Jul 13, 2011

Perpetual Quantitative Easing

July 13, 2011

When my kids aren’t listening, they jokingly tell me it’s “opposite day.” Today is opposite day in the markets after a series of events which normally would be expected to put pressure on them have combined to create a 50bps opening pop. The first piece of data came from the Fed minutes, released yesterday, which showed that while the Fed is standing by its decision to end its bond-buying program as planned (June 30), officials are still considering more stimulus, i.e. QE3. The need for QE3 would suggest that the economy continues to be unusually weak in spite of unprecedented stimulus. While I realize that stimulus seems to be fueling markets, at some point the impact will be muted and you would assume that the weakening economic fundamentals would concern the market.

S&P reported yesterday that in spite of comments to the contrary, US regulators are positioned to, and more than likely will have to in the near future, rescue a troubled, important financial institution.

In spite of central bank efforts to slow their economy, China reported faster than expected GDP last night of 9.5%. Exceptional strength was noted in the housing market, pork, and global exports. Asian markets were strong last night on the news.

I have tried to avoid dwelling on the debate in Washington over the debt ceiling, because in my view it will get extended without substantive reforms. I do want to note that we are now roughly three weeks from the deadline laid out by the Treasury, and the two sides are still posturing. Democrats have firmly staked out the left, pushing for major tax increases. Republicans have firmly staked out the right, pushing for major entitlement cuts. Both sides have left the middle wide open for the President, who in my view has deftly positioned himself between the two and is making both sides, primarily the Republicans, look like fringe extremists. Remember four months ago when these two sides could barely come to agreement on about $37 billion in cuts? Today the Republicans are pushing for a staggering $2.3 trillion, while the President has asked for $4 trillion. Why would the White House ask for a bigger number? Because he knows that it would force Republicans to accept at least $1 trillion in tax increases, which could put them in the George H. Bush dilemma of violating the “no new taxes” promise and angering their base of supporters. Interesting politics.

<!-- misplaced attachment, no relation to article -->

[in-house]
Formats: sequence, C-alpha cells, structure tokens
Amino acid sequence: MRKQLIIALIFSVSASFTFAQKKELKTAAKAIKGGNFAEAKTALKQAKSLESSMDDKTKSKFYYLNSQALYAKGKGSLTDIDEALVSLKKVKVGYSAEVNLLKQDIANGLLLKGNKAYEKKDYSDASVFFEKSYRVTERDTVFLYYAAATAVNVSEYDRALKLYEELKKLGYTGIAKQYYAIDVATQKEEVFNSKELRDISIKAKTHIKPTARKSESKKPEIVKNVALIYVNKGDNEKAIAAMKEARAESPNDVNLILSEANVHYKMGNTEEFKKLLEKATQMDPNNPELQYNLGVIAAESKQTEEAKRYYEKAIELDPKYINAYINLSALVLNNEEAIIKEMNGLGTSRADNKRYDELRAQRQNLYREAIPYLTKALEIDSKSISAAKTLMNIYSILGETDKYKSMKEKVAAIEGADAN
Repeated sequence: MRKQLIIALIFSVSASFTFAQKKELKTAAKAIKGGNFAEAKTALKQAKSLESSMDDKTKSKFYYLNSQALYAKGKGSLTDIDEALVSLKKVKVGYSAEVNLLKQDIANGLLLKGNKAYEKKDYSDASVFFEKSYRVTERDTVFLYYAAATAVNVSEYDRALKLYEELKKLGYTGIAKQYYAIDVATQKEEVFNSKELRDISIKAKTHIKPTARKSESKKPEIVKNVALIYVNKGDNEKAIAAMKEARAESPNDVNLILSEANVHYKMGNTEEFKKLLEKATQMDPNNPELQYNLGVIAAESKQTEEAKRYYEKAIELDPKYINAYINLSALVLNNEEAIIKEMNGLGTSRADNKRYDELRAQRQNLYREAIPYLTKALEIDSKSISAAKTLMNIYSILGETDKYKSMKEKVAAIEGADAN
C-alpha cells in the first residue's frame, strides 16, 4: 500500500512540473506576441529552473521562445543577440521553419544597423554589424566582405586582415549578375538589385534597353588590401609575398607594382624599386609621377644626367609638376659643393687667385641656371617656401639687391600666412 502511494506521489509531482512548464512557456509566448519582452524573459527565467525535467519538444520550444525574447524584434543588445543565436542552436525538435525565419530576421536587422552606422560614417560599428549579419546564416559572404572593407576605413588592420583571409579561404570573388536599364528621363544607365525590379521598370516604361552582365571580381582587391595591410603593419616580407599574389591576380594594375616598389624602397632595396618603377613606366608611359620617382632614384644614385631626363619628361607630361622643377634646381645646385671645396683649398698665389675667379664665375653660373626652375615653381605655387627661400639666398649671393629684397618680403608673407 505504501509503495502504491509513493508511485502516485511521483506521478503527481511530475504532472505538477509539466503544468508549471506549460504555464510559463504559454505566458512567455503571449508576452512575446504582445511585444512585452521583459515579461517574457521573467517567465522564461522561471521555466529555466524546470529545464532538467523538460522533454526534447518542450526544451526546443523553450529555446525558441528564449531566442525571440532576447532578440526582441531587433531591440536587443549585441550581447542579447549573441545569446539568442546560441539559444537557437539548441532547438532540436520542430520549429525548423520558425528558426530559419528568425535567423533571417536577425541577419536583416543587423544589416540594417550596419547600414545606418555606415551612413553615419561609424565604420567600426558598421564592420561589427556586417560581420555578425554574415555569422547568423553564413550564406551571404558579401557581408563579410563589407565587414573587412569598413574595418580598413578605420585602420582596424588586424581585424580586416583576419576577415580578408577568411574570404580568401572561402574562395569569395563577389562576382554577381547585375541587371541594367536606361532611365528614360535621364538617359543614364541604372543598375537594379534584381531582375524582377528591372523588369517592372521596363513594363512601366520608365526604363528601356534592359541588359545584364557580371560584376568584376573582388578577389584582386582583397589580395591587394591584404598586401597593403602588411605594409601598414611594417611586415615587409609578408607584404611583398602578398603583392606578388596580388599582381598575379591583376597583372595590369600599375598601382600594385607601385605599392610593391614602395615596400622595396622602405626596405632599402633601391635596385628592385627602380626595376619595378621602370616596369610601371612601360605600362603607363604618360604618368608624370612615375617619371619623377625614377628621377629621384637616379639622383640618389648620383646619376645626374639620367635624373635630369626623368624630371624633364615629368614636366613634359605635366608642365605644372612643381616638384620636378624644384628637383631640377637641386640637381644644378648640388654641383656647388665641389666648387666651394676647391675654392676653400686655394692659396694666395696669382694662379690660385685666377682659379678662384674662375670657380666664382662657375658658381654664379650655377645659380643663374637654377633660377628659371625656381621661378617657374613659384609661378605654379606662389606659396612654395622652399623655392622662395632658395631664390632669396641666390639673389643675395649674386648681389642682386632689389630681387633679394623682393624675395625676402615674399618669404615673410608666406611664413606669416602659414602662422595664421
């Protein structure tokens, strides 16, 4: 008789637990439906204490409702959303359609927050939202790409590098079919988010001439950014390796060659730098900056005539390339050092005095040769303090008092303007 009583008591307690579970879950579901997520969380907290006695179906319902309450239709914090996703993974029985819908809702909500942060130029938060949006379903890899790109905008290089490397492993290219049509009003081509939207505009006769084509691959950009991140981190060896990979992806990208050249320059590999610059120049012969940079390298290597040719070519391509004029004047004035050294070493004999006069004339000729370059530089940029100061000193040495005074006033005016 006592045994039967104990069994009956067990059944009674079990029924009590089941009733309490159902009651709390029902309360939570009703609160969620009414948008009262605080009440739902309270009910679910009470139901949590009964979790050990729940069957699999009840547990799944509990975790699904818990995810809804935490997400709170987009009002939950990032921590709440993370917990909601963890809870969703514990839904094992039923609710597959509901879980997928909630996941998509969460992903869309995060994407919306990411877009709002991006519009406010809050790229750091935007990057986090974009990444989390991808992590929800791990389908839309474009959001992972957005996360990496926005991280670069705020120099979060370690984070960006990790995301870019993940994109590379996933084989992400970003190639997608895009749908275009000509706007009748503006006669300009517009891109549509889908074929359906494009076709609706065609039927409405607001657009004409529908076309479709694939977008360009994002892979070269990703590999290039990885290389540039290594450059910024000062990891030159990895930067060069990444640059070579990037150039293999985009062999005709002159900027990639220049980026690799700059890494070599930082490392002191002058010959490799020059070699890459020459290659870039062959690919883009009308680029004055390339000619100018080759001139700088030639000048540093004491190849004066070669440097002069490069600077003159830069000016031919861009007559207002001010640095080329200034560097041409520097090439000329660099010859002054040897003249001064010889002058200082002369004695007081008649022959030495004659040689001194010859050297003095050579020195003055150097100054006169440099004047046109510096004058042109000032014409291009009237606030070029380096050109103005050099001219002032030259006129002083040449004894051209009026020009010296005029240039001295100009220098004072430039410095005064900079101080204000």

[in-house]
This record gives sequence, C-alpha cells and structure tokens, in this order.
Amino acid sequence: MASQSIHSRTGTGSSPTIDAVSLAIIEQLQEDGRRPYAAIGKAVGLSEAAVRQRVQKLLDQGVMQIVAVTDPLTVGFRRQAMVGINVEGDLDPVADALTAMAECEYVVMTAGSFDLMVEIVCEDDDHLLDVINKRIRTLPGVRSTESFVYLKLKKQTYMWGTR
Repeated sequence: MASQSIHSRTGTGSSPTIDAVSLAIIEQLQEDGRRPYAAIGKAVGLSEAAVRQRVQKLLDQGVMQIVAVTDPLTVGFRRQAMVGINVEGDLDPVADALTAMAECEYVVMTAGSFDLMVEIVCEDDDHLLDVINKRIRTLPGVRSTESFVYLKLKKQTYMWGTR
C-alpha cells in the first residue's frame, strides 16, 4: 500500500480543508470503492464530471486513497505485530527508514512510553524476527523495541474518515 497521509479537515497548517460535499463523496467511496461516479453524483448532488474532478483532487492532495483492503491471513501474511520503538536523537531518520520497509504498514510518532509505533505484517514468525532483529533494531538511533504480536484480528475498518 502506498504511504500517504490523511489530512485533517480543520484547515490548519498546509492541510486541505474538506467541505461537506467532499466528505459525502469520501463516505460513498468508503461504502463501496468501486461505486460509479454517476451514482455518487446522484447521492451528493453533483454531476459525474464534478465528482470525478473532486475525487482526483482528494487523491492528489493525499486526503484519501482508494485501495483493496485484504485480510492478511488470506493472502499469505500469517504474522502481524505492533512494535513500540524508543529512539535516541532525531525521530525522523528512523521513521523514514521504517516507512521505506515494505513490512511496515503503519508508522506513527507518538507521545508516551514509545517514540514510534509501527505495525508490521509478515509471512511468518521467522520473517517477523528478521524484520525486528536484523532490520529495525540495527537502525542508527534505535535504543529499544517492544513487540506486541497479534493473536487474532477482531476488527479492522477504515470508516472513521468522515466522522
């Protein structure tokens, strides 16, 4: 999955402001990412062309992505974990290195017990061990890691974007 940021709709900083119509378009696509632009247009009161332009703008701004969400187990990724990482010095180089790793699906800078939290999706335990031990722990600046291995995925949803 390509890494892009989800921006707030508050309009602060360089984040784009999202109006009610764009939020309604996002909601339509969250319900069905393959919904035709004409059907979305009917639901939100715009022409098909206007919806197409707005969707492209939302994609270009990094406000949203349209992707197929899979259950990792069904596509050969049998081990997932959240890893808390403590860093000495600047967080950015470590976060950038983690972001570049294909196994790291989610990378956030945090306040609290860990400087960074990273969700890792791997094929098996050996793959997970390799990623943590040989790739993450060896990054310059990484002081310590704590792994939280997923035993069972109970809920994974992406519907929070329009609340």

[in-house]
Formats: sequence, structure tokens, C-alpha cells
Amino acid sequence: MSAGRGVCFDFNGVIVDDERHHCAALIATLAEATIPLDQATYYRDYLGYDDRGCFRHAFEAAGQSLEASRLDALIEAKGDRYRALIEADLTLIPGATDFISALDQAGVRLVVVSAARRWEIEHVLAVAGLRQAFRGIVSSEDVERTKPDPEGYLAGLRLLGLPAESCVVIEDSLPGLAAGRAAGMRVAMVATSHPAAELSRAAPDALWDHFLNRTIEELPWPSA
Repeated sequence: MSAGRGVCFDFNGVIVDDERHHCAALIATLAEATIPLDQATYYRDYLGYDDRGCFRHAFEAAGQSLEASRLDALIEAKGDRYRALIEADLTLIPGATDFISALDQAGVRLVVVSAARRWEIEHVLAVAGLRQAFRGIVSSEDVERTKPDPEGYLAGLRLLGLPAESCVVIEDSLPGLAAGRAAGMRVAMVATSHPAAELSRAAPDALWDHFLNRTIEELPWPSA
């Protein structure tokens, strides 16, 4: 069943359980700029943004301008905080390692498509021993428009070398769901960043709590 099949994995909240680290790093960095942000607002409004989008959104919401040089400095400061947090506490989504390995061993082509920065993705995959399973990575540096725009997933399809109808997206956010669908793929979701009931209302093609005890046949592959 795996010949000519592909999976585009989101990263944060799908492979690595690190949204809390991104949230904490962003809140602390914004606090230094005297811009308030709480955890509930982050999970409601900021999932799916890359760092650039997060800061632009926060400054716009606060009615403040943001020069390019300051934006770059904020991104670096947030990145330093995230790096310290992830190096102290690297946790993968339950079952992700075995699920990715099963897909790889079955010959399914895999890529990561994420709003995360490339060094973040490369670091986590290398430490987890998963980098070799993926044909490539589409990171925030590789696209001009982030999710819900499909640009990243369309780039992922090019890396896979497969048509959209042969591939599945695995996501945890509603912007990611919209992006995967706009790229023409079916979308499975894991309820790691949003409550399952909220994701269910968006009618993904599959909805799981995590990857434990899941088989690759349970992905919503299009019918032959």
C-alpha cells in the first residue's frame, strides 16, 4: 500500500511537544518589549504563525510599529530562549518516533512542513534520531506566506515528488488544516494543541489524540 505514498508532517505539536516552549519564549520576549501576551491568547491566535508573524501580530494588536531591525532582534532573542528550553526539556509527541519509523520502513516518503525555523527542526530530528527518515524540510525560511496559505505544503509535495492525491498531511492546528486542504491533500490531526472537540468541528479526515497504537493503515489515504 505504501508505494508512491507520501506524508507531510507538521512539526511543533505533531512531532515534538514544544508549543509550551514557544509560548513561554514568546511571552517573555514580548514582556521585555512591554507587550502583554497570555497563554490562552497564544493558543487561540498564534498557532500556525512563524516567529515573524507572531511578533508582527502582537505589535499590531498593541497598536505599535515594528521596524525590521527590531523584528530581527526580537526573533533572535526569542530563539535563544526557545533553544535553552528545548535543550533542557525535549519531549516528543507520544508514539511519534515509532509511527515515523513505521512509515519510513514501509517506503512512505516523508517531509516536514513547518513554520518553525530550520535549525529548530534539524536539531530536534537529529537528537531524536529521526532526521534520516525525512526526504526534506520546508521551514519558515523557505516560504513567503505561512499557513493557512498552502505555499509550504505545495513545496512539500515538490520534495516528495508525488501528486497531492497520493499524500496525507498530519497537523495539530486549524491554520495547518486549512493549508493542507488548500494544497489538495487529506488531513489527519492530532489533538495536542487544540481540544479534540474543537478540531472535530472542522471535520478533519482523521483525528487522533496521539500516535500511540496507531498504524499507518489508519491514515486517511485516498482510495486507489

There is nothing new of note coming out of Europe from a sovereign debt standpoint, however, the News Corp saga has provided the tabloids with tons of fodder, or at least would have if the leading tabloid hadn’t been forced to be closed. After controversy surrounding News Corps’ News of the World tabloid hacking the phone messages of a dead teenager, the company decided to drop its bid for BSkyB, an asset Murdoch has coveted for years. I’d watch for another bidder to step in. News Corp still owns 39% of BSkyB.

Have a great morning


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